1906 REO Model A

1906 REO Model A 1906 REO Model A 1906 REO Model A REO is an acronym for Ransom Eli Olds, the founder of the Oldsmobile motor car company in 1896. After a disagreement with his directors, he sold his share of Oldsmobile and started his own company in late 1904 and began producing vehicles for the 1905 model year.

REO quickly became one of the most popular selling vehicles in America and became known for reliability and performance, and its sales were simulated by affordable pricing. From 1905 to 1910, REO produced one and two cylinder vehicles with either touring or roadster bodies. In 1911, they produced their first four-cylinder vehicle. REO built passenger cars in Lansing, Michigan until 1936 and commercial vehicles until the mid-1960s.

This 1906 REO is powered by a two-cylinder, sixteen horsepower engine which is actually mounted underneath the body. The vehicle is crank started from the side, unlike most vehicles with larger engines which were cranked from the front. The transmission is a two-speed, planetary transmission and final drive is provided via chain to the rear axle. The body has a demountable rear section which can be easily removed, thus converting the car to a two-passenger roadster.

Ransom Eli Olds was successful in selling his Curved Dash Oldsmobile, but when he resisted dropping it in favor of a more modern, expensive automobile he was forced out of his own company. Unable to use the Oldsmobile name, he started a new company using his initials.

In August of 1904, Ransom E. Olds founded the Reo Company. The REO Company manufactured automobiles and trucks from 1905 through 1936. In 1907, it was one of the top four automobile manufacturers in the United States, based on sales. After 1908, the demise of the REO Company began due to competition from Ford and General Motors.

The Depression and a courageous effort to offer vehicles in multiple price ranges ultimately led do the downfall of the company. The company was under the direction of Richard H. Scott from 1915 through 1933. The company was profitable from 1915 through 1925, but after 1933, Ransom Olds came out of retirement to get the company back on track. He resigned a year later and in 1936 the REO Company ceased production of automobiles.

By Daniel Vaughan | Sep 2007
1906 REO Model A 1906 REO Model A 1906 REO Model A Sold for $275,000 at 2008 Gooding & Company.
Many promotional tools were employed during the early days of the automobile, such as driving up the steps of teh state capital, traversing the untracked length of America in time trials, carried great loads, set speeding records, and even raced. Showmanship was a vital key to success, and Ransom E. Olds was one of the best in proving his vehicles reliable quality mechanisms and proving his vehicles were more than capable for the tasks at hand.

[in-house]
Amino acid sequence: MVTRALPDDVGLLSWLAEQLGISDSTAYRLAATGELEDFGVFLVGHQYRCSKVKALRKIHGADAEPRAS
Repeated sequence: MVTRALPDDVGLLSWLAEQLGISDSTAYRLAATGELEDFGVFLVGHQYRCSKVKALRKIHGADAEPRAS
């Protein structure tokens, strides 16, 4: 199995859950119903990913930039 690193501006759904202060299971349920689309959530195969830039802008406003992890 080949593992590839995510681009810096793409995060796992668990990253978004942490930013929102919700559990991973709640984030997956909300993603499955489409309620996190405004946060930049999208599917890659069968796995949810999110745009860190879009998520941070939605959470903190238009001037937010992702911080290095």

At the National Auto Show in New Yorks' Grand Central Palace in January of 1906, REO introduced their show-stopping Baby REO. It was a special project assigned By Ransom Eli Olds and his sales manager Ray Owen to the REO craftsmen. This group of individuals included patternmakers, machinists, mechanics, and experienced fitters.

The Baby REO was a one-eighth duplicate automobile of the REO Model A. It had a gasoline engine and was identical in every mechanical working part as its larger sibling. It copied every line, surface, function, and material of the Model A. The Baby REO captured headlines in nearly every major newspaper across the continent.

After the show, the Baby REO toured the country, visiting fairs, expositions, and auto shows. It made appearances at REO dealers and agent and attracted attention at every stop.

This 'midget car', as it was described, was powered by a two-cylinder horizontally opposed motor and had a detachable rear seat. The engine produced 18-20 horsepower and was entirely hand-built.

The car was later sold to the showmen at Barnum & Bailey Circus where it spent many years, appearing with featured acts like Tiny Tim, and the 'Lilliputians'. While in the circus, the car was modified to run on compressed air as a safety precaution as the vehicle operated while under a large, flammable big-top tent.

The car was lost for several years; a major search was embarked by the REO Motor Company in the mid-1930s. It was found in 1954, in the personal collection of Carl Hell, the REO truck distributor in Altoona, PA. It was in his shop from the 1930s. The car was featured in several automobile publications including Automotive Service Digest. It was put on display in the Henry Austin Clark's museum, and then put on display in the lobby of the office of ReO's controlling stockholder, R.L. Cappaert. It then became part of Dick Teague's collection.

In the 1990s, after Richard Teague's death, the car passed ownership to William Haines and the Haines Old car Barn in North Canton, Ohio.

In 2008, a 1906 REO Model A 16 horsepower Light Touring Car & 'Baby REO' were offered for sale by the Gooding & Company Auction at Pebble Beach, CA. They were estimated to sell for $350,000 - $500,000. As the gavel fell for the third and final time, the lot had been sold for $275,000 including buyer's premium.

By Daniel Vaughan | Mar 2009

Recent Vehicle Additions

Performance and Specification Comparison

Model Year Production

1911Ford (69,762)Overland (18,745)Maxwell (16,000)5,278
1910Ford (32,053)Buick (30,525)Overland (15,598)6,588
1909Ford (17,771)Buick (14,606)Maxwell (9,460)6,592
1908Ford (10,202)Buick (8,820)Studebaker (8,132)4,105
1907Ford (14,887)Buick (4,641)Maxwell (3,785)2,458
1906Ford (8,729)Cadillac (3,650)Rambler (2,765)2,458
1905Oldsmobile (6,500)Cadillac (4,029)Rambler (3,807)864
1904Oldsmobile (5,508)Rambler (2,342)Cadillac (2,319)
1903Oldsmobile (3,924)Cadillac (2,497)Locomobile (1,897)
1902Locomobile (2,750)Oldsmobile (2,500)Columbia (1,583)
1901Locomobile (1,561)Columbia (1,427)Winton (686)

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